James Otis, a Massachusetts lawyer, came to prominence in his impassioned speech against the Writs of Assistance in 1761, centering his arguments on natural law. Struck by lightning in 1783, James Otis did not live beyond the Revolution. But John Adams remarked that he had never known a man “whose service for any ten years of his life were so important and essential to the cause of his country as those of Mr. Otis from 1760 to 1770.”

A warning issued by the head of a mosque-seminary in Pakistan's capital city: "The government should abolish co-education. Quaid-i-Azam University has become a brothel. Its female professors and students roam in objectionable dresses ... Sportswomen are spreading nudity. I warn the sportswomen of Islamabad to stop participating in sports ... Our female students have not issued the threat of throwing acid on the uncovered faces of women. However, such a threat could be used for creating the fear of Islam among sinful women. There is no harm in it. There are far more horrible punishments in the hereafter for such women."

What does this mean for the future voting? A new poll released exclusively to the Hill shows that most Americans feel the investigations into alleged collusion between Russian officials and the Trump campaign are a distraction. The poll found that 64% of Americans believe the investigations are hurting the country, and 73% believe that the focus on Russia is distracting Congress from important issues like health care and tax reform.


The so-called Institute on Inequality and Democracy at the University of California Los Angeles, a publicly funded institution, recently released  a 'Resistance' handbook for their students.  Among other things, the handbook specifically defines "Trumpism" as a movement that "consolidates power through white supremacy, misogyny, nationalism, xenophobia, corporatism, and militarism."
And here I thought he was just a jerk.

Apart from this principle there would be no basis for general public support for economics as a legitimate academic discipline, no place for economics as an appropriate part of a liberal educational curriculum.  I refer, of course, to the principle of the spontaneous order of the market, which is the great intellectual discovery of the eighteenth century. --James Buchanan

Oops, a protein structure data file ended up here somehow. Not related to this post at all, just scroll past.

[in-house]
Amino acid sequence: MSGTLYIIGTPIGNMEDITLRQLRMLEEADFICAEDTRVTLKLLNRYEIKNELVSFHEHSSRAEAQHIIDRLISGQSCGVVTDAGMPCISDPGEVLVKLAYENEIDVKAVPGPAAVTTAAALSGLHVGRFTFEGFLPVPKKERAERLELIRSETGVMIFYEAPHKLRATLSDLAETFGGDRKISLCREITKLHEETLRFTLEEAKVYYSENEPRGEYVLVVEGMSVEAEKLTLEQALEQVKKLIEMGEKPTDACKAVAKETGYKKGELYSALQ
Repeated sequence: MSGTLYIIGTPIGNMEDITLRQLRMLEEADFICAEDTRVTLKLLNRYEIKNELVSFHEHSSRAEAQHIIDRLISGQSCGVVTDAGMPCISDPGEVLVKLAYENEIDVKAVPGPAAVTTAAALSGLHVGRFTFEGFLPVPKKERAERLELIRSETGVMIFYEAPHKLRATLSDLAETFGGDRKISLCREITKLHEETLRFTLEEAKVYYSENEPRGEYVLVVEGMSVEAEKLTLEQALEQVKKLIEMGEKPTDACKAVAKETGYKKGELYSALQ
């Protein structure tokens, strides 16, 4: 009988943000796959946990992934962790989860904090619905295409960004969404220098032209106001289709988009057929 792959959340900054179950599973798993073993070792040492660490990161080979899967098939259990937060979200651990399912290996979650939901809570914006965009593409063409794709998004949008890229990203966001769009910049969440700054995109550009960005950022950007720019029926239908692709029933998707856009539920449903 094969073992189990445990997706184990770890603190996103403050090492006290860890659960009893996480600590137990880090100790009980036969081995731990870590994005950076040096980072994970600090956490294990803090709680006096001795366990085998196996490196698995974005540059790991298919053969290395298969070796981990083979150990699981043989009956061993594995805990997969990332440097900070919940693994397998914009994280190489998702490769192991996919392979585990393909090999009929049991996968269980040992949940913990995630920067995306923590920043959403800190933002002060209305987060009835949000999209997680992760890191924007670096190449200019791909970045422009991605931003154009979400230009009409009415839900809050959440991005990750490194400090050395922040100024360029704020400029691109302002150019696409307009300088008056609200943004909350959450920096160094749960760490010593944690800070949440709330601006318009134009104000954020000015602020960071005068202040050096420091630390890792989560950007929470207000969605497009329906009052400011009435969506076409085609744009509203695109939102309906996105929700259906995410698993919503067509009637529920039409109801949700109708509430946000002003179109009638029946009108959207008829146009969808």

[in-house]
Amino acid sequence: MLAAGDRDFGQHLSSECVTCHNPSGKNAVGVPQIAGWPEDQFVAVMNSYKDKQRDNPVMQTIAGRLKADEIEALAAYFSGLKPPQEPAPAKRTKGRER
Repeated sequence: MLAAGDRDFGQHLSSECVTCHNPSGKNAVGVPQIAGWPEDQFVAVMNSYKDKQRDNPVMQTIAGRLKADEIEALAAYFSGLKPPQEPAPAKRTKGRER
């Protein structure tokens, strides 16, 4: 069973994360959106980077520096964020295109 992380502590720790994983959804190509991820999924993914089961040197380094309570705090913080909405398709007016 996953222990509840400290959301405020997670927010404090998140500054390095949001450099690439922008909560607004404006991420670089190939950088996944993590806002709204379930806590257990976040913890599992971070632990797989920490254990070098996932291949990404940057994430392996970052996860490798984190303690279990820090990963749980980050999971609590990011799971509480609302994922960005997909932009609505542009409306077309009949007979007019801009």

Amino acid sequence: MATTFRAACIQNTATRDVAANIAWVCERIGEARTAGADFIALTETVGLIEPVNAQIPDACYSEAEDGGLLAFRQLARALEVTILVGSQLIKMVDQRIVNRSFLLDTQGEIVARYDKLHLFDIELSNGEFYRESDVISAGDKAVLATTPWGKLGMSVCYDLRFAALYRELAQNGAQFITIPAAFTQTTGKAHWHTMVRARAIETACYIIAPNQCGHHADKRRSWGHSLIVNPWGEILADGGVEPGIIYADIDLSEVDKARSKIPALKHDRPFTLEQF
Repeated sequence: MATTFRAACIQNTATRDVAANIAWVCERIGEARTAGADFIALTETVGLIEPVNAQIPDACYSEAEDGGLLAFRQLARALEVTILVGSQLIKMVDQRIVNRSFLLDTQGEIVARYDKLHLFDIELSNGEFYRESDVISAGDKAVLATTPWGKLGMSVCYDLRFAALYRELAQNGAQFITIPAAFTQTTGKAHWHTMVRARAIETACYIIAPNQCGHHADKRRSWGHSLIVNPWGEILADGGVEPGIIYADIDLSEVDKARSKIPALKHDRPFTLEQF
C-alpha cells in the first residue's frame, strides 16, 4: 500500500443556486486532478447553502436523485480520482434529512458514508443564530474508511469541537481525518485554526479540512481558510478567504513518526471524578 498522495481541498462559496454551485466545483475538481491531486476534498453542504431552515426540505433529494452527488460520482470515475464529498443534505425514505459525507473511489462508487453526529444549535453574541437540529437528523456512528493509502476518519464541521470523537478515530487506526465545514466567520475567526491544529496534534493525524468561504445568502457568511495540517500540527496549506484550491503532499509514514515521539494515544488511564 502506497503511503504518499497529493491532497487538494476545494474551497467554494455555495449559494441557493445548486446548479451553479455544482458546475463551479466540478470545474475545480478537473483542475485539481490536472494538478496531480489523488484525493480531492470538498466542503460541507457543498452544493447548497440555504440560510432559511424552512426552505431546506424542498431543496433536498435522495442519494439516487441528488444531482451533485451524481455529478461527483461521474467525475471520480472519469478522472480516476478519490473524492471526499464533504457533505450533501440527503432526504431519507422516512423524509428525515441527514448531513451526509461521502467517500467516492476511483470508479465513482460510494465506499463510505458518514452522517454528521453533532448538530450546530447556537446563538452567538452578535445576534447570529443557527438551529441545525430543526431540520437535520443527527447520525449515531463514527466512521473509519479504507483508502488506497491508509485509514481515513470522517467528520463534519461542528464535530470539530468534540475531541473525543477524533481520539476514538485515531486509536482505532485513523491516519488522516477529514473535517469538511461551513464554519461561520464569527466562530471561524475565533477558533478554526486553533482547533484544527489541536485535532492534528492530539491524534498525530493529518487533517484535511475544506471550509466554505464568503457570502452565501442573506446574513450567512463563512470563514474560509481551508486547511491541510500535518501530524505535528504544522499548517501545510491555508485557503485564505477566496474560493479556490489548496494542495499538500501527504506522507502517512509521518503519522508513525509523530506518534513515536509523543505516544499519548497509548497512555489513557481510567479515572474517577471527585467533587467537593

Good news: More than 200 colleges and universities have set up Bias Response Teams.

I can’t talk about the details of the intelligence, but we have, the intelligence community has said, that this election was meddled with by the Russians in a way that is frankly not particularly original. They’ve been doing this for an awfully long time. And we are decades into the Russians trying to undermine American democracy. So in some ways, there’s no news, but it certainly puts a heightened emphasis on our ability to figure out how to stop them. --CIA Director Mike Pompeo


Uh oh. In a new report, Circa reveals why the Michael Flynn investigation may be nothing more than an act of retaliation orchestrated by Acting FBI Director Andrew McCabe after Flynn personally supported an FBI agent that filed a sexual discrimination lawsuit against McCabe back in 2012. 


Petrochemicals, once a cheap byproduct, are powering a U.S. manufacturing boom and export bonanza. The new investment will establish the U.S. as a major exporter of plastic and reduce its trade deficit, economists say. (wsj)

AAAAaaaannnnndddddd.....a picture of another of our animal friends, Deep Blue, believed the largest great white ever seen:
Largest Great White
www.mediadrumworld.com
 

Tuesday, July 25, 2017

Burnout

Burnout and Loneliness
The General Social Survey of 2016 found that, compared with roughly 20 years ago, people are twice as likely to report that they are always exhausted. Close to 50% of people say they are often or always exhausted due to work. This is a shockingly high statistic — and it’s a 32% increase from two decades ago. The book The Happiness Track reports that 50% of people — across professions, from the nonprofit sector to the medical field — are burned out. This isn’t just a problem for busy, overworked executives. Rather the problem is pervasive across professions and up and down corporate hierarchies.
One element that pops up in these discussions is, surprisingly, loneliness


This is particularly true in Medicine.

The consolidation of medical care, the loss of independence and the drive for productivity has had its effect. Meetings and conferences within hospitals and among different groups have almost disappeared.  And with it goes that collegiality, that social framework embedded in the professional work. The horizon for medicine has retracted to the exam room and the dictating office. And among the less clinical subsets, like radiology, it is worse. Some specialties work in solitary confinement.  


The old adage has proven true: "If you can't bill for it, it will vanish."

Monday, July 24, 2017

Congo

Untended Consequences in The Congo


A story of unintended consequences created by people who believe they can control complex systems.